Skandia outlook

Skandia cautiously optimistic on global outlook

Europe and the US face a host of risks, including a possible return to recession, but Skandia is cautiously optimistic and reckons global economies will shake off recession during the next 12 months.
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Old Mutual Place, Skandia's London offices
<div style="text-align: left;"> Old Mutual Place, Skandia's London offices </div>

Continuing instability in eurozone bond markets, coupled with a lack of improvement in US consumption data, has caused markets worldwide to remain volatile during the past few months.

The Chicago Board Options Exchange Volatility Index (Vix), which reflects investor estimates of future volatility — and is also referred to as the fear index — has traded up 35% since August.

“I am not sure if it is a good or a bad time to be coming out here because there are so many uncertainties, particularly on the political front, in Europe,” said Rupert Watson, head of the asset allocation team at Skandia Investment Group, a UK-based investment manager, at a briefing last week.

Billionaire investor George Soros shares those concerns, saying last week that the crisis will “push not only Germany, not only Europe, but also the whole world into conditions very reminiscent of the Great Depression in the 1930s”. Soros went on to make the case for Germany to step in to bail out some of the struggling European economies.

Last month, Spanish and Italian 10-year government bond yields fell significantly while French credit default swaps (CDS) widened. Watson said that the advantages for Europeans of a common currency have been oft-touted, such as the ease of holidaying across the continent without having to convert currency, but the downsides are only now setting in. “This is the key political challenge facing Europe today,” he said.

The purchasing manager index (PMI) in Europe, which measures the opinions of purchasing managers, has fallen to 50.7 in August from 58.2 in February. The new-order-to-inventory-ratio in the eurozone, an indicator of economic growth, has also fallen this year.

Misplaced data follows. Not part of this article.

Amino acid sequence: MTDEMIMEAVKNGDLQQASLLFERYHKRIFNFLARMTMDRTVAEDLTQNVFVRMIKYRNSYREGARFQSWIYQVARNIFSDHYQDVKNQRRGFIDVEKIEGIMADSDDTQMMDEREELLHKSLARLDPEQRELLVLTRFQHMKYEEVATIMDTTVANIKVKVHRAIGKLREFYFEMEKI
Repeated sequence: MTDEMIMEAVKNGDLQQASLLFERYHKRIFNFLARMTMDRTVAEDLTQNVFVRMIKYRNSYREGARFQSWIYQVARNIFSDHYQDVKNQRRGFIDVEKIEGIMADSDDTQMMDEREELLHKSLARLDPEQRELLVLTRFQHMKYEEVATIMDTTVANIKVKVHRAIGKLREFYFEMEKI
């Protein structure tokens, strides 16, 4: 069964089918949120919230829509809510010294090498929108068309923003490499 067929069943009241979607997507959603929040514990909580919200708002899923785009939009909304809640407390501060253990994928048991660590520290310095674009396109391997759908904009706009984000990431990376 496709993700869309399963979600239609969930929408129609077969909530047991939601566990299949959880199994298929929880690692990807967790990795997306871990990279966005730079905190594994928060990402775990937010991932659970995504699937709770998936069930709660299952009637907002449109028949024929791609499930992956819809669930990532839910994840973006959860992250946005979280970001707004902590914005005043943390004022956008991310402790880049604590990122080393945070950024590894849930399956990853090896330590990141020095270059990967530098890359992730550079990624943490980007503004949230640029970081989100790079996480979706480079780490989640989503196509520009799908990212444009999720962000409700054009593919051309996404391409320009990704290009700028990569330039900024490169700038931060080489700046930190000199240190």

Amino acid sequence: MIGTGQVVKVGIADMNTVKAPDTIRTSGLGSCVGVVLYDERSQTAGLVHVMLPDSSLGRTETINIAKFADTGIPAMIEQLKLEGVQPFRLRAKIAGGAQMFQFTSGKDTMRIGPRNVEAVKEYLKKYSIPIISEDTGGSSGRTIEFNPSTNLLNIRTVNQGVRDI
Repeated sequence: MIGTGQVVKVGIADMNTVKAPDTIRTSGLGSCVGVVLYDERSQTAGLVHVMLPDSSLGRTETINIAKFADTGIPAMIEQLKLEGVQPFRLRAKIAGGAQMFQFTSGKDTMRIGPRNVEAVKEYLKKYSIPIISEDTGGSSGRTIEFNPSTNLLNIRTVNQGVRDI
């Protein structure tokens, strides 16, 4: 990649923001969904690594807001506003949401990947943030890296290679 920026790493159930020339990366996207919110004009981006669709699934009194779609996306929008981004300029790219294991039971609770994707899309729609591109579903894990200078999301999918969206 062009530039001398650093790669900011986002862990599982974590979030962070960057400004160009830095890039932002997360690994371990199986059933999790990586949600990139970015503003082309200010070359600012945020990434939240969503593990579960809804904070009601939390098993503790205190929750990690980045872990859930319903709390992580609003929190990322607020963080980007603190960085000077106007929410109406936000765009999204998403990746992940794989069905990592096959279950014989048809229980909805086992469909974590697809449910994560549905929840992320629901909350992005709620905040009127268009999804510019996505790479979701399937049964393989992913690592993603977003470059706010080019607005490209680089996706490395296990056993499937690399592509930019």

The outlook in the US is also bleak, according to Skandia. Recovery in US consumer spending so far has greatly lagged previous economic recoveries. Unemployment crossed 9% again in the second quarter of this calendar year, after falling to 8.9% in the first quarter.

The situation in Asia is better, with consumption in Japan recovering rapidly after the earthquake, and China looking on track to achieve a soft landing. “The Chinese economy will be able to generate growth this year and next year, and perhaps for some time,” said Watson, going on to compliment the Chinese authorities for managing the economy well. Watson is in agreement with a number of other economists in his view that emerging economies will continue to outperform developed countries for the foreseeable future, encouraging a bullish view on emerging market equities.

Watson cautiously recommends global equities and corporate bonds, on the assumption that the eurozone will be successful in sorting out its current fiscal challenges. “Broadly speaking we think that the global economy will continue to recover,” he said. “We are not expecting a return to recession, but at the same time we are not expecting particularly high growth either.”

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